The fastest spreading worm ever emerged from nowhere on Monday, January 26th, 2004. Shortly after its release into the wild it accounted for around 30% of email traffic worldwide. Correct. Almost 30% of the whole email traffic in the world was solely caused by this very worm. The hero of the day was later called Mydoom.

Mydoom spread through email and – popular at the time – Kazaa Peer-To-Peer network. Most of the email subjects suggested transmission errors, mail delivery failures, tests or server reports. The lure was to open an attachment, which, when executed, sent out the worm through user’s address book and network shares.

Opening of the attachment led to two adverse activities. Firstly, any infected machine was used for a DDoS (Distributed Denial of Service) attack on 1st of February 2004 against the SCO Group, American software company. Secondly, a backdoor listening on the first available TCP port between 3127 and 3198 was installed. The latter enabled an adversary to turn an infected machine into a proxy, but also opened the doors for executing any additional malicious pieces of code.

Soon it was not only about the SCO Group. The second variant went bigger targeting Microsoft. Both to-be-victims offered $250 000 for any information leading to the arrest of the worm creator. There was FBI involved and a lot of publicity.  

Despite the overwhelming sense of urgency on the defense side, Mydoom – using over one million machines – managed to take down the SCO domain. It did not work with Microsoft though. They managed to prepare themselves well enough.

Both variants had their expiration date hardcoded. The first one retired on 12th of February. The second one on the 1st of March. Was it supposed to be one-time shot? With a specific purpose, written on demand? There was a clue indicating such a scenario. Take a look:

andy; I’m just doing my job, nothing personal, sorry,

This was the message embedded in the code of the worm. This ‘job’ caused billion dollars’ worth losses around the globe. At the time Mikko Hyppönen described Mydoom as ‘the worst email worm incident in history’. Well… actually the real fun was just about to start.


There were just about a bit more than two weeks of peaceful spreading of Mydoom. Almost uninterrupted. Full success leaving thousands of backdoors operating on infected machines. Until there was Monday, 16th of February 2004. Can-you-top-this game started-off.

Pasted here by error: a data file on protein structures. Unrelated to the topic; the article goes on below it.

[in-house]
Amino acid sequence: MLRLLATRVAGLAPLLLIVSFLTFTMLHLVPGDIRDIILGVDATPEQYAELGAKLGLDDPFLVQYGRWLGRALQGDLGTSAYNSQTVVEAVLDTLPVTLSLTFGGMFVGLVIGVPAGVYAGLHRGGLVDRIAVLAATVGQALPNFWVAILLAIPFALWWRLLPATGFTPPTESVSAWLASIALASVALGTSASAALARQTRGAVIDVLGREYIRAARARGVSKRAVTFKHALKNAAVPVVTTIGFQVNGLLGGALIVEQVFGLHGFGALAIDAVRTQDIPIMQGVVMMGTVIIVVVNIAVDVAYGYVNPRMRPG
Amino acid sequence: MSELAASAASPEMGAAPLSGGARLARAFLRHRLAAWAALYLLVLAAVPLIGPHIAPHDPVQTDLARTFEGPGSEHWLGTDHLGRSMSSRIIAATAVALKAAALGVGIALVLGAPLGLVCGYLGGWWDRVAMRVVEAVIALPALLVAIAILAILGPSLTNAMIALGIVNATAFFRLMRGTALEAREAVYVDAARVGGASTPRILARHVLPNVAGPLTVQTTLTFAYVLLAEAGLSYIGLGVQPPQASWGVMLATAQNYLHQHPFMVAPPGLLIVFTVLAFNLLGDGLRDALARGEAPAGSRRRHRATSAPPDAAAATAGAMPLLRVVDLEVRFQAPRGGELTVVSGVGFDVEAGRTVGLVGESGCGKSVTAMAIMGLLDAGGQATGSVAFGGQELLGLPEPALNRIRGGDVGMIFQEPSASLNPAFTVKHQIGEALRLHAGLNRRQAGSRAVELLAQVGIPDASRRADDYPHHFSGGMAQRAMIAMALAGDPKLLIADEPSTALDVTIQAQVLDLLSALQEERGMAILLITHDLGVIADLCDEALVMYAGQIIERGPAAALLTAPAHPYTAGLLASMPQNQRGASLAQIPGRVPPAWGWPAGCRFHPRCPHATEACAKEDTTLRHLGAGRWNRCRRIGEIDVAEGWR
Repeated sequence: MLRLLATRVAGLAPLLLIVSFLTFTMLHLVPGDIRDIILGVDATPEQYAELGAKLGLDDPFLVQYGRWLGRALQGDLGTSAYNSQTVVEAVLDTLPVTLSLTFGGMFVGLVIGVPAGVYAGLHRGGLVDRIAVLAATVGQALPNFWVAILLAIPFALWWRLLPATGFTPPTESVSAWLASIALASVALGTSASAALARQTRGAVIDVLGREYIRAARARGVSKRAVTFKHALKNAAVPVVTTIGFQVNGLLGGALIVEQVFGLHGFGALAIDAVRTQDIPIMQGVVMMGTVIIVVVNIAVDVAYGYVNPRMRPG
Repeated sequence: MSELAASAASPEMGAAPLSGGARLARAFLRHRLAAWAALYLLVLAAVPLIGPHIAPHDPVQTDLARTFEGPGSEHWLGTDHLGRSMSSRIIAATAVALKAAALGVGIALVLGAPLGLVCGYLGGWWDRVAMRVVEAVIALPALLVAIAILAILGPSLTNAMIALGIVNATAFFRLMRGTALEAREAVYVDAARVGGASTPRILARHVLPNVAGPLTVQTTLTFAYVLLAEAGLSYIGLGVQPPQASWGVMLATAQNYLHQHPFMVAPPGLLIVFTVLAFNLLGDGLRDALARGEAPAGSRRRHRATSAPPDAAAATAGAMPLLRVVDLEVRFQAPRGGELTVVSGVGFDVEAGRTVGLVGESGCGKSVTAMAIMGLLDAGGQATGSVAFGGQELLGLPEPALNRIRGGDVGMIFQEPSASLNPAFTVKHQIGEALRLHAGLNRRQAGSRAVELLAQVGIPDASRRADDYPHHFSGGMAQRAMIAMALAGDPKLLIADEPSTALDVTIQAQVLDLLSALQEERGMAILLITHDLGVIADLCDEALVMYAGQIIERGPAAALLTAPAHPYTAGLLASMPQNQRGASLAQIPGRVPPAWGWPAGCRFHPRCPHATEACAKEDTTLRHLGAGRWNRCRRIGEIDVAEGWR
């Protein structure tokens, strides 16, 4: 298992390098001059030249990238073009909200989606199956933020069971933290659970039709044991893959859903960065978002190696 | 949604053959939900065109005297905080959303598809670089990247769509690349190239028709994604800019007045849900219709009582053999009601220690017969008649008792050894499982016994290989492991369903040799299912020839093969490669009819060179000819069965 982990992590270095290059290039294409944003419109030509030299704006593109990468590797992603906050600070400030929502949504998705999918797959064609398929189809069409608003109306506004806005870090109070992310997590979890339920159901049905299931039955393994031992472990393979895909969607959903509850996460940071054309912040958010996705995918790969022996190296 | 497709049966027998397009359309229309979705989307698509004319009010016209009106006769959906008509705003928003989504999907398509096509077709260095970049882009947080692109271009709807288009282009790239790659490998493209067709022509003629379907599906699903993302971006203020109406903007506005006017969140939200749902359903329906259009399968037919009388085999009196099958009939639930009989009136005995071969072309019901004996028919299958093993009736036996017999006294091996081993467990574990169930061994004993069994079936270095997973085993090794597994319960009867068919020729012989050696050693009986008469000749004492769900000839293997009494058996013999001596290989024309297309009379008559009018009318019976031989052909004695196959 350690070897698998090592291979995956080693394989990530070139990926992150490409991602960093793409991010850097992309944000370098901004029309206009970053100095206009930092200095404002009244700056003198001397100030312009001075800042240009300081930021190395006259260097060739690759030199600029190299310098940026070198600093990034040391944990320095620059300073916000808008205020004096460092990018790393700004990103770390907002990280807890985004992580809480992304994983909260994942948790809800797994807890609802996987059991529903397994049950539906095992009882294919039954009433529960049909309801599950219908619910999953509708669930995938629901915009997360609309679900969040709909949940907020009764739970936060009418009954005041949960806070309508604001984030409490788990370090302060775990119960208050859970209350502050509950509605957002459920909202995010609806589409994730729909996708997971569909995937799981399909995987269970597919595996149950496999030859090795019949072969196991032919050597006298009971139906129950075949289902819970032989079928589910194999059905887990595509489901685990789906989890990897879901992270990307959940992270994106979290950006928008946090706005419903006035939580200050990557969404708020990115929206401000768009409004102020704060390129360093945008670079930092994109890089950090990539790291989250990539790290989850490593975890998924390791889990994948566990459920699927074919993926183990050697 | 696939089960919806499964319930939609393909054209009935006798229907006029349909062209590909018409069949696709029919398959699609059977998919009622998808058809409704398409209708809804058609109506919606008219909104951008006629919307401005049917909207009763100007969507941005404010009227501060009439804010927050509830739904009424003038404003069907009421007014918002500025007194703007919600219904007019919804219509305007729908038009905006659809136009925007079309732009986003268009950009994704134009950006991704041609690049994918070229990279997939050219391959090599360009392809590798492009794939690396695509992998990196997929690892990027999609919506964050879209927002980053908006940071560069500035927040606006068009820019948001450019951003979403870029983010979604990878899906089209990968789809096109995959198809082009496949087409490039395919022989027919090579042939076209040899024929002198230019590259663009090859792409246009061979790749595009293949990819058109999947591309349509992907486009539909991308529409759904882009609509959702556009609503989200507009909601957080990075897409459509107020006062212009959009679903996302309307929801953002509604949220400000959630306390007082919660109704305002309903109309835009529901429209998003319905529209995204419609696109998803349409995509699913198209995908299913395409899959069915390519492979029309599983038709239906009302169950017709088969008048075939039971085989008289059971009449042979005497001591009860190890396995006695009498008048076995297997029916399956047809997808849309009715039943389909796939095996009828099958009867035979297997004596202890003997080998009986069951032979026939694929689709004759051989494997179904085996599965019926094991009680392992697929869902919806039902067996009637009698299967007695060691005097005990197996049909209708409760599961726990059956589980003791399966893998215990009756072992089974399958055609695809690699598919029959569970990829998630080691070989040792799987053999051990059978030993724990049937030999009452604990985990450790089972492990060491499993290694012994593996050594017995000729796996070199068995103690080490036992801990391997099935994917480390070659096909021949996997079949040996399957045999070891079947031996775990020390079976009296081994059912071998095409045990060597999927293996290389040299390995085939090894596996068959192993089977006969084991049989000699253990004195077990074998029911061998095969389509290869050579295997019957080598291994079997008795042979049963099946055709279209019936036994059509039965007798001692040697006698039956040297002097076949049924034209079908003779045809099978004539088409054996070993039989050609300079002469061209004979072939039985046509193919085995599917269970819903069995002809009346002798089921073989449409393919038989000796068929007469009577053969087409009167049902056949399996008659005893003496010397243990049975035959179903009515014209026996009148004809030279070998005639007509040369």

Out of nowhere emerged a 17-year-old German malware enthusiast Sven Jaschar and his creation – NetSky. Another network-spreading worm, which managed to easily distribute itself worldwide. Another one luring its victims through social engineered emails. With just one difference. NetSky was literally chasing down Mydoom. Its sole purpose was to remove or disable it.

The real playground-style brawl started on Wednesday, 25th of February. This is what was found inside the code of NetSky.C:

We are the skynet – you can’t hide yourself! – we kill malware writers (they have no chance!) – [LaMeRz–>]MyDoom.F is a thief of our idea! SkyNet AV vs. Malware.

Pretty compelling, right?


The more the merrier. NetSky was actually hunting down not only the famous Mydoom. In fact, there was yet another target – Bagle. One more network-spreading worm, with its own SMTP engine, joyfully installing backdoors.

Different variants of Bagle started popping out already mid-February, competing with self-proclaimed saviour on a daily basis. It was Tuesday, 2nd of March when it really started to get juicy. Let’s give the voice to both runaways:

Hey, NetSky, fuck off you bitch, don’t ruine our bussiness, wanna start a war?


To netsky’s creator(s): imho, skynet is a decentralized peer-to-peer neural network. we have seen P2P in Slapper in Sinit only. they may be called skynets, but not your shitty app.